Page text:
Anthony Rota was elected Speaker of the House of Commons in the before times. The Winnipeg Blue Bombers had just won the Grey Cup for the first time since 1990. Andrew Scheer, fresh off an election loss, would soon signal his intention to step down as Conservative leader. Rota, the MP for Nipissing-Timiskaming, Ont., who thwarted fellow Liberal MP Geoff Regan’s bid for a second term as Speaker, had no idea that a novel coronavirus was emerging far away from Canada—and that a global pandemic would throw challenges at him that no previous Speaker had ever faced.
Pablo Rodriguez, the Government House Leader, was flanked by opposition colleagues when he announced a suspension of the House sitting on March 13. That set off months of horse-trading on legislation that required emergency sittings, a special committee that included every single MP and a hybrid format that allowed anyone to participate virtually from every corner of the country. It was Rota’s job to make it all work. He spoke to Maclean’s just after the one-year anniversary of his election, on the eve of a planned surgical procedure (which was ultimately a success).
This interview has been edited for clarity and length.
Q: Where am I catching you right now?
A: I’m in North Bay.
Q: That’s your hometown. How did your family end up there?
A: My grandfather first came here in 1903 to work on the railway. My father was born in 1915 in North Bay. They actually had a bakery here that my uncle started in 1924. It was a family bakery. He sold it in 1971. It was the largest bakery in northern Ontario until it got bought out a number of times, and it was after a large Mexican company bought it that they stopped making bread in North Bay.
The business has changed quite a bit. Day-old bread, when I was a child, was something you sold at a discount. Now, I don’t know how old it is by the time it gets to your kitchen table. But it’s got a different composition.
My dad went over to Italy for a trip and met my mother. He went back again and ended up getting married in Italy. She came over in 1960. They met in Cosenza, which is a city in southern Italy.
One year later, I was born. We lived next door to the bakery, so it was kind of a playground for me. We’d build forts with the bags of flour.
Q: You’ve had a long-time interest in technology, which came in handy during virtual sittings in Parliament. How did you get drawn to that?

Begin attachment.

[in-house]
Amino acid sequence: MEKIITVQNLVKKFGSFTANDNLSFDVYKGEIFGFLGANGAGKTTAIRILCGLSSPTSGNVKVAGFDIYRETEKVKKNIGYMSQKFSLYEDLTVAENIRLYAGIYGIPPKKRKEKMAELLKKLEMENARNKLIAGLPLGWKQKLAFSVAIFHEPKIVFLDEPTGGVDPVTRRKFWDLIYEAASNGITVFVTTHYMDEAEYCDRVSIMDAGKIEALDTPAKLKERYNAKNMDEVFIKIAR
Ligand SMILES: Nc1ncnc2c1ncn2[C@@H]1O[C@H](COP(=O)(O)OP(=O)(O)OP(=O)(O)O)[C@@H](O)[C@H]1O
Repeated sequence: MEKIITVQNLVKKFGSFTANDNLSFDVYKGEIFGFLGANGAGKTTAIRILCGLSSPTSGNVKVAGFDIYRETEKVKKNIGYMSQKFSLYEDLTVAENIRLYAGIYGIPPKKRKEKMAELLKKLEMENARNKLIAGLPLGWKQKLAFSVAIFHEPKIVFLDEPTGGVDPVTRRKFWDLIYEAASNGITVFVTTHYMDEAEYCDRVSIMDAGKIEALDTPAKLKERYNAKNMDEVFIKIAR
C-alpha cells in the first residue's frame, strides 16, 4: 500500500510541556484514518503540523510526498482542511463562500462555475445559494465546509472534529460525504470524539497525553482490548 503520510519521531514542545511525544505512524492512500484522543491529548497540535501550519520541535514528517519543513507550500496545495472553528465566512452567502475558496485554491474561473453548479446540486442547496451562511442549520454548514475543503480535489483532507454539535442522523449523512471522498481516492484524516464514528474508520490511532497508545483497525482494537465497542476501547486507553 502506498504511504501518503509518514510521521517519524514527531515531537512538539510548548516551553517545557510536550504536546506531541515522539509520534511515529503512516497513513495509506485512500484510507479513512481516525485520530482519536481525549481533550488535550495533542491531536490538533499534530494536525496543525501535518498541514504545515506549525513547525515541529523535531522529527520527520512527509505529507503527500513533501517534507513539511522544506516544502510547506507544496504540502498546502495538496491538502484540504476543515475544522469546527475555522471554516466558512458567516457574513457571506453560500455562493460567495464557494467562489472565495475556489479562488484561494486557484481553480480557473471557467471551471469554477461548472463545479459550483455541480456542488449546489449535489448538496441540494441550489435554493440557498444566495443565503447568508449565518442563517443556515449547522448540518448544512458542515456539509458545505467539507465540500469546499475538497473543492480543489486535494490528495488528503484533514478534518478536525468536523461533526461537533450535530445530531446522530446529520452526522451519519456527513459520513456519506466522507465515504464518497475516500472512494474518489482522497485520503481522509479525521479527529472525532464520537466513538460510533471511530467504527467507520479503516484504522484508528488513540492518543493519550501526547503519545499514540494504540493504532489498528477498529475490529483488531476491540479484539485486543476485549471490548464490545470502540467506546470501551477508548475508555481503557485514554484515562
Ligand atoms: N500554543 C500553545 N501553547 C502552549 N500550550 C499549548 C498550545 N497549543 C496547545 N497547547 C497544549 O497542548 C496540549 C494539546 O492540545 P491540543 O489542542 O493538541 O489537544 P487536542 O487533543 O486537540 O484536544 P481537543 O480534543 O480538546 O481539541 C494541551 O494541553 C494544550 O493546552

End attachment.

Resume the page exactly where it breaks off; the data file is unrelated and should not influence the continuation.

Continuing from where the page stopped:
A: It started when I was younger. Even throughout high school, I used to play around with different projects—making strobe lights or sirens, all with transistors and resistors and whatever other parts were needed. Back then, we’d take a board, hammer copper nails into it and solder the circuit together so it would come out exactly the way we wanted.
I’ve had computers since the early 80s, playing around with minor programming and seeing how the technology can work for us. I’ve always enjoyed working with them. Spreadsheets are one of my passions. With my brother-in-law, we put together the Apple IIC, which came in a kit at the time. You bought the motherboard and all the chips and soldered them all in, and it worked. I’ve always been on—maybe not the leading edge, but maximize technology to make work easier and a little less repetitive.
Q: You must be the only Speaker in Commons history to assemble your own computer.
A: I guess that’s true!
Q: What do you love about spreadsheets, of all things?
A: I just like to see the visual. I put all the data in, get the calculations right and be able to change them and see my results. If I’m working on a trend, I can put that on a graph. And if you’ve got different tabs on the bottom where you have different sheets, you can tie them all together and do different calculations that will still feed into the principal one.
I’ve got a project manager background. I always look at life as a Gantt chart [which tracks project schedules on a spreadsheet]. Whenever I look at a project, it’s like, okay, what goes where and how do we make it more efficient? That just seems to be my nature.
Q: How did you feel in the early days of the pandemic, when the House wasn’t able to sit regularly and the solution wasn’t obvious?